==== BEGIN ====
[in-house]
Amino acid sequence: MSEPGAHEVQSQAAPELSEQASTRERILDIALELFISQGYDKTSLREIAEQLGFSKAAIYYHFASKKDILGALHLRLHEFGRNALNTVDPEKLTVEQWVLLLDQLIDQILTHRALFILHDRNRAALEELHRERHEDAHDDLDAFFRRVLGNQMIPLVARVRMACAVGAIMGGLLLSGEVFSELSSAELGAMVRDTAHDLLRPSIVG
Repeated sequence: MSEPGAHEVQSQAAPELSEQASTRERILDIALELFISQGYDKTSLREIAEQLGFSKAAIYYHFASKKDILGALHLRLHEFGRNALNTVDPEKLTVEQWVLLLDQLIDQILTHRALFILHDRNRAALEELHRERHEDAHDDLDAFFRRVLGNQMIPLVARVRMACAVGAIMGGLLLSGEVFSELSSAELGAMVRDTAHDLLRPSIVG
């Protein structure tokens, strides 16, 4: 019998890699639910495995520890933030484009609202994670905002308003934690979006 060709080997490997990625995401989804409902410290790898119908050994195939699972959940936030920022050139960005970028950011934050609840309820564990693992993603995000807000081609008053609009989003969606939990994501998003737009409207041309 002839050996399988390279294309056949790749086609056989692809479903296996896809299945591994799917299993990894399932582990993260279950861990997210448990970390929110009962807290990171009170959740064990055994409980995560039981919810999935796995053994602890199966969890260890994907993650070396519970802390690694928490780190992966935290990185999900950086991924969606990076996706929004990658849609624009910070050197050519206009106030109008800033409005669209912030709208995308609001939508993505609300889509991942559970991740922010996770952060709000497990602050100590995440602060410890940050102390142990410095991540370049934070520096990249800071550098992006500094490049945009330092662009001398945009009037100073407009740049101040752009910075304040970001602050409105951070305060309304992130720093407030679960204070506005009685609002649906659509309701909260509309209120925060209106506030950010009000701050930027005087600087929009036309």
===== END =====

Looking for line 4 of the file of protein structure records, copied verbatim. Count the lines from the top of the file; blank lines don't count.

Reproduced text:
């Protein structure tokens, strides 16, 4: 019998890699639910495995520890933030484009609202994670905002308003934690979006 060709080997490997990625995401989804409902410290790898119908050994195939699972959940936030920022050139960005970028950011934050609840309820564990693992993603995000807000081609008053609009989003969606939990994501998003737009409207041309 002839050996399988390279294309056949790749086609056989692809479903296996896809299945591994799917299993990894399932582990993260279950861990997210448990970390929110009962807290990171009170959740064990055994409980995560039981919810999935796995053994602890199966969890260890994907993650070396519970802390690694928490780190992966935290990185999900950086991924969606990076996706929004990658849609624009910070050197050519206009106030109008800033409005669209912030709208995308609001939508993505609300889509991942559970991740922010996770952060709000497990602050100590995440602060410890940050102390142990410095991540370049934070520096990249800071550098992006500094490049945009330092662009001398945009009037100073407009740049101040752009910075304040970001602050409105951070305060309304992130720093407030679960204070506005009685609002649906659509309701909260509309209120925060209106506030950010009000701050930027005087600087929009036309």